- Intimidation: Some bullying behaviour takes the form of intimidation: it may be based on the use of very aggressive body language with the voice being used as a weapon. Particularly upsetting can be a facial expression which conveys aggression and/or dislike.
- Extortion: Demands for money may be made, often accompanied by threats (sometimes carried out in the event of the targeted pupil not delivering on the demand). A pupil may also be forced into theft of property for delivery to another who is engaged in bullying behaviour.
- Isolation/deliberate exclusion, malicious gossip and other relational bullying: This occurs where a certain person is deliberately isolated, excluded or ignored by some or all of the class group. This practice is usually initiated by the person engaged in bullying behaviour and can be difficult to detect. It may be accompanied by writing insulting remarks about the pupil in public places, by passing around notes about or drawings of the pupil or by whispering insults about them loud enough to be heard. Relational bullying occurs when a person’s attempts to socialise and form relationships with peers are repeatedly rejected or undermined. One of the most common forms includes control: “Do this or I won’t be your friend anymore”(implied or stated); a group ganging up against one person (girl or boy); non-verbal gesturing; malicious gossip; spreading rumours about a person or giving them the “silent treatment”.
- Name calling:Persistent name-calling directed at the same individual(s) which hurts, insults or humiliates should be regarded as a form of bullying behaviour. Often name-calling of this type refers to physical appearance, e.g., size or clothes worn. Accent or distinctive voice characteristics may attract negative attention. Academic ability can also provoke name calling. This tends to operate at two extremes. There are those who are singled out for attention because they are perceived to be weak academically. At the other extreme there are those who, because they are perceived as high achievers, are also targeted.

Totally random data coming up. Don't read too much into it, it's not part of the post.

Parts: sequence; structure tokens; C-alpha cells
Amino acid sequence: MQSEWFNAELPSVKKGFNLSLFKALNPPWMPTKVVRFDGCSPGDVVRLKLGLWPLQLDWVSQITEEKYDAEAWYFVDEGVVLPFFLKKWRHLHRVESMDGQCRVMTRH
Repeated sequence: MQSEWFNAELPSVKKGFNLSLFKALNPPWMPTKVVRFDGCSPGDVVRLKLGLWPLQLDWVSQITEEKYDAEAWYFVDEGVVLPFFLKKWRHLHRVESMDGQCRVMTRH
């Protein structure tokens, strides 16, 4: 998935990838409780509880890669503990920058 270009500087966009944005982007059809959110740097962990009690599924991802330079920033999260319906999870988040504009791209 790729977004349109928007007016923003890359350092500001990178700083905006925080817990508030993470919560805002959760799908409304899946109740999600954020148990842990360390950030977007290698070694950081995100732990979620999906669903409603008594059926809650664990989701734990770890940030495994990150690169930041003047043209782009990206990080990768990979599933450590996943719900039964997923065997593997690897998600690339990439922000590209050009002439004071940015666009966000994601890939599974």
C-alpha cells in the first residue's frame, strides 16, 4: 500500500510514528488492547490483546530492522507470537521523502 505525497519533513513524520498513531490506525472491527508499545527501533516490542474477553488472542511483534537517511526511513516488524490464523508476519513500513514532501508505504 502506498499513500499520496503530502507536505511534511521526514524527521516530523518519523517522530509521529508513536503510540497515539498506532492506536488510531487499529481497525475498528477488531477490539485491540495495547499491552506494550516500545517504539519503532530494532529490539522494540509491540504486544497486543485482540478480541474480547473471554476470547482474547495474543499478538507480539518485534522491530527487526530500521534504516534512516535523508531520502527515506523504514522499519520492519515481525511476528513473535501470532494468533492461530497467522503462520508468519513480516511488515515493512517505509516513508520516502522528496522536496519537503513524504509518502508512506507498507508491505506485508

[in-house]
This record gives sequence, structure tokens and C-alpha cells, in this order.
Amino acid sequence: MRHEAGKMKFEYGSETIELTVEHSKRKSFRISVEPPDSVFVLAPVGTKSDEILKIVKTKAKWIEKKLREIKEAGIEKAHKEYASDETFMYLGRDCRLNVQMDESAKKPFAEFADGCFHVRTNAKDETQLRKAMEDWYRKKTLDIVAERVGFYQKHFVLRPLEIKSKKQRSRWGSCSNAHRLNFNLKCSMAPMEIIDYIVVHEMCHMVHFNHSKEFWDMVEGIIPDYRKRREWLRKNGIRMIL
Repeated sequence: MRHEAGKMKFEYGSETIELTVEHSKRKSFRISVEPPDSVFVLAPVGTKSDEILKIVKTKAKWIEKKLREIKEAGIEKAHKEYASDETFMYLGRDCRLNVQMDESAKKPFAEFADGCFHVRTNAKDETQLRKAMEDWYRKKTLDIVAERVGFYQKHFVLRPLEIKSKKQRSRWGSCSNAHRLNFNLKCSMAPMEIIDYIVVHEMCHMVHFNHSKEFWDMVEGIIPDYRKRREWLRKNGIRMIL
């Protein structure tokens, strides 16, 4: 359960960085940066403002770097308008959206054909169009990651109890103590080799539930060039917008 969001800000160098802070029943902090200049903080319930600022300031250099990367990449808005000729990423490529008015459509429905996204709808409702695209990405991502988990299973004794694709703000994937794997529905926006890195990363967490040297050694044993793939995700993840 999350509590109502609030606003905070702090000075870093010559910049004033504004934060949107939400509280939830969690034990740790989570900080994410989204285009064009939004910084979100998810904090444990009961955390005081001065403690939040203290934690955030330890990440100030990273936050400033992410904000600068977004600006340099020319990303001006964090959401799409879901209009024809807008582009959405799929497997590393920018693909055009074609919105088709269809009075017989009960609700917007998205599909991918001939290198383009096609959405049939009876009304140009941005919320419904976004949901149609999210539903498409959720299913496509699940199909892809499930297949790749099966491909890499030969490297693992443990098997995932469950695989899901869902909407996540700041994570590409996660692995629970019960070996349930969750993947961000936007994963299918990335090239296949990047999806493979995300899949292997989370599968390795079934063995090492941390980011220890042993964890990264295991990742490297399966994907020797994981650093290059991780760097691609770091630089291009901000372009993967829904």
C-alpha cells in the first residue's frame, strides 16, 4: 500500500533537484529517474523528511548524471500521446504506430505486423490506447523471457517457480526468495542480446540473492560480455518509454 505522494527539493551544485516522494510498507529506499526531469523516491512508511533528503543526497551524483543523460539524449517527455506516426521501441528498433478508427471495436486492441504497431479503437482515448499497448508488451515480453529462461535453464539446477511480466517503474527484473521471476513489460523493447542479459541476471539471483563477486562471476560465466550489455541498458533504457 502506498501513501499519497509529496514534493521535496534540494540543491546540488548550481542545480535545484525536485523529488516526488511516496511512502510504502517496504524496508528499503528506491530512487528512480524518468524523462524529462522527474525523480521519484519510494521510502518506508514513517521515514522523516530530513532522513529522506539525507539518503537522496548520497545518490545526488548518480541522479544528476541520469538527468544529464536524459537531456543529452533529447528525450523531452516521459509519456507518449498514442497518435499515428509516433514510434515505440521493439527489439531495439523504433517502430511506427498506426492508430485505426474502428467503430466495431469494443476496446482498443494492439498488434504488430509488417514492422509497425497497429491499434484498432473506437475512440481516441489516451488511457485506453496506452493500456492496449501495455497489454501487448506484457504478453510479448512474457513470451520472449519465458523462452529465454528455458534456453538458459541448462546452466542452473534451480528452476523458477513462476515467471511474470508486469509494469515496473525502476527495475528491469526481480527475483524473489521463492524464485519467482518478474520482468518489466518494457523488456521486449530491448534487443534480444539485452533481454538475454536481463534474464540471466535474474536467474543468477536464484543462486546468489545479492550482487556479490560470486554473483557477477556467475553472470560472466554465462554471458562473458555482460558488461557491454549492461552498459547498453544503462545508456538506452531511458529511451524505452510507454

- Damage to property: Personal property can be the focus of attention for bullying behaviour. This may result in damage to clothing, mobile phone or other devices, school books and other learning material or interference with a pupil’s bicycle. The contents of school bags and pencil cases may be scattered on the floor. Items of personal property may be defaced, broken, stolen or hidden.
- Cyber-bullying: This type of bullying is increasingly common and is continuously evolving. It is bullying carried out through the use of information and communication technologies such as text, social network sites, e-mail, instant messaging (IM), apps, gaming sites, chat-rooms and other online technologies. Being the target of inappropriate or hurtful messages is the most common form of online bullying. As cyber-bullying uses technology to perpetrate bullying behaviour and does not require face to face contact, cyber-bullying can occur at any time (day or night). Many forms of bullying can be facilitated through cyber-bullying. For example, a target may be sent homophobic text messages or pictures may be posted with negative comments about a person’s sexuality, appearance etc.